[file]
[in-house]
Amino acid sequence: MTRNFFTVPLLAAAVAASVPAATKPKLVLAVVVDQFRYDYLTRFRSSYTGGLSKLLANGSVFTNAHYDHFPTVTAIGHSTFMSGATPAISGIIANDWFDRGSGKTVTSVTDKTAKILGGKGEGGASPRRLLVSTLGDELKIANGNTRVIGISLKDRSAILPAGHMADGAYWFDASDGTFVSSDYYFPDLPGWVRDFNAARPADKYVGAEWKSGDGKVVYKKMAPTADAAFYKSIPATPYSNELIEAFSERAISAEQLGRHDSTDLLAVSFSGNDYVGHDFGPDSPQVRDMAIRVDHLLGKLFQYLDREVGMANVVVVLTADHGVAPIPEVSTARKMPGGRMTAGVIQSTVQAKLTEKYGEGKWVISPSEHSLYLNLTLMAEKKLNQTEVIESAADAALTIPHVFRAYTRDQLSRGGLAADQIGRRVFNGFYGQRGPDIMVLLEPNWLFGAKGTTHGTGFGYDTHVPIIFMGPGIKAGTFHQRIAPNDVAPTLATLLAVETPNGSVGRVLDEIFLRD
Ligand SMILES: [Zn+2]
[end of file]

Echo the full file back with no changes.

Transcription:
[in-house]
Amino acid sequence: MTRNFFTVPLLAAAVAASVPAATKPKLVLAVVVDQFRYDYLTRFRSSYTGGLSKLLANGSVFTNAHYDHFPTVTAIGHSTFMSGATPAISGIIANDWFDRGSGKTVTSVTDKTAKILGGKGEGGASPRRLLVSTLGDELKIANGNTRVIGISLKDRSAILPAGHMADGAYWFDASDGTFVSSDYYFPDLPGWVRDFNAARPADKYVGAEWKSGDGKVVYKKMAPTADAAFYKSIPATPYSNELIEAFSERAISAEQLGRHDSTDLLAVSFSGNDYVGHDFGPDSPQVRDMAIRVDHLLGKLFQYLDREVGMANVVVVLTADHGVAPIPEVSTARKMPGGRMTAGVIQSTVQAKLTEKYGEGKWVISPSEHSLYLNLTLMAEKKLNQTEVIESAADAALTIPHVFRAYTRDQLSRGGLAADQIGRRVFNGFYGQRGPDIMVLLEPNWLFGAKGTTHGTGFGYDTHVPIIFMGPGIKAGTFHQRIAPNDVAPTLATLLAVETPNGSVGRVLDEIFLRD
Ligand SMILES: [Zn+2]